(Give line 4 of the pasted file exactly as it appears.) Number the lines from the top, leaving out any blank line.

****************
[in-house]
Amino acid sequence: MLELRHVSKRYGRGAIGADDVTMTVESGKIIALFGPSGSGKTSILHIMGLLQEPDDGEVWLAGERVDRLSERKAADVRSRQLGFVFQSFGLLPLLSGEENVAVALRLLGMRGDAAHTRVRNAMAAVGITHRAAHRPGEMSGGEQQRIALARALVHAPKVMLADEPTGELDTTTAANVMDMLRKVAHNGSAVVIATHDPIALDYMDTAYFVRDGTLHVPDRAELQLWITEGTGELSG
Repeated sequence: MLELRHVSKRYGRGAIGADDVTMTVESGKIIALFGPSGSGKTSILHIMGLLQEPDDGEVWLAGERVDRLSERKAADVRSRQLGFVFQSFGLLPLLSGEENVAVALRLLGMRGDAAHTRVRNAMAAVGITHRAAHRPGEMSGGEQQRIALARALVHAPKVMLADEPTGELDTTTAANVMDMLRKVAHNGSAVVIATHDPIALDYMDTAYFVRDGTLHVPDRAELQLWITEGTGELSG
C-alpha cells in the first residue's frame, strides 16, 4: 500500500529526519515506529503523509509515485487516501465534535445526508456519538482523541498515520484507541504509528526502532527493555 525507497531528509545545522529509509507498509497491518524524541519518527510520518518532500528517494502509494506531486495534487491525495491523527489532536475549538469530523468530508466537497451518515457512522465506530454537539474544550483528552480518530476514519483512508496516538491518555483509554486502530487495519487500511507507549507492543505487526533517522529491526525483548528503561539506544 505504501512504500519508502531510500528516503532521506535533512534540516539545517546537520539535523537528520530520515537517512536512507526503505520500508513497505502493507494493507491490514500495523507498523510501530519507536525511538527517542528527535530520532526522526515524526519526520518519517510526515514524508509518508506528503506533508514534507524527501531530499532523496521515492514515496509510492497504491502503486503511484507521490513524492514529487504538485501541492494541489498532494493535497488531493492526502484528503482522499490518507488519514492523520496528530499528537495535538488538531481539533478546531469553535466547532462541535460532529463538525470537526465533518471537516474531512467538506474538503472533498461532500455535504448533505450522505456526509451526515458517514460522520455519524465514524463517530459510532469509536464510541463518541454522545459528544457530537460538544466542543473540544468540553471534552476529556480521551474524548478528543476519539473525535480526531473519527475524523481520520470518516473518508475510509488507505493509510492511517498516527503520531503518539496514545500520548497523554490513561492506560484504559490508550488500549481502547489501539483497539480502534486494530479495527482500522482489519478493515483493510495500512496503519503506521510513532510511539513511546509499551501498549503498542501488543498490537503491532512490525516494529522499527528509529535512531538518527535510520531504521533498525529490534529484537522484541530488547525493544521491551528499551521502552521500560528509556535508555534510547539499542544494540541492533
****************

C-alpha cells in the first residue's frame, strides 16, 4: 500500500529526519515506529503523509509515485487516501465534535445526508456519538482523541498515520484507541504509528526502532527493555 525507497531528509545545522529509509507498509497491518524524541519518527510520518518532500528517494502509494506531486495534487491525495491523527489532536475549538469530523468530508466537497451518515457512522465506530454537539474544550483528552480518530476514519483512508496516538491518555483509554486502530487495519487500511507507549507492543505487526533517522529491526525483548528503561539506544 505504501512504500519508502531510500528516503532521506535533512534540516539545517546537520539535523537528520530520515537517512536512507526503505520500508513497505502493507494493507491490514500495523507498523510501530519507536525511538527517542528527535530520532526522526515524526519526520518519517510526515514524508509518508506528503506533508514534507524527501531530499532523496521515492514515496509510492497504491502503486503511484507521490513524492514529487504538485501541492494541489498532494493535497488531493492526502484528503482522499490518507488519514492523520496528530499528537495535538488538531481539533478546531469553535466547532462541535460532529463538525470537526465533518471537516474531512467538506474538503472533498461532500455535504448533505450522505456526509451526515458517514460522520455519524465514524463517530459510532469509536464510541463518541454522545459528544457530537460538544466542543473540544468540553471534552476529556480521551474524548478528543476519539473525535480526531473519527475524523481520520470518516473518508475510509488507505493509510492511517498516527503520531503518539496514545500520548497523554490513561492506560484504559490508550488500549481502547489501539483497539480502534486494530479495527482500522482489519478493515483493510495500512496503519503506521510513532510511539513511546509499551501498549503498542501488543498490537503491532512490525516494529522499527528509529535512531538518527535510520531504521533498525529490534529484537522484541530488547525493544521491551528499551521502552521500560528509556535508555534510547539499542544494540541492533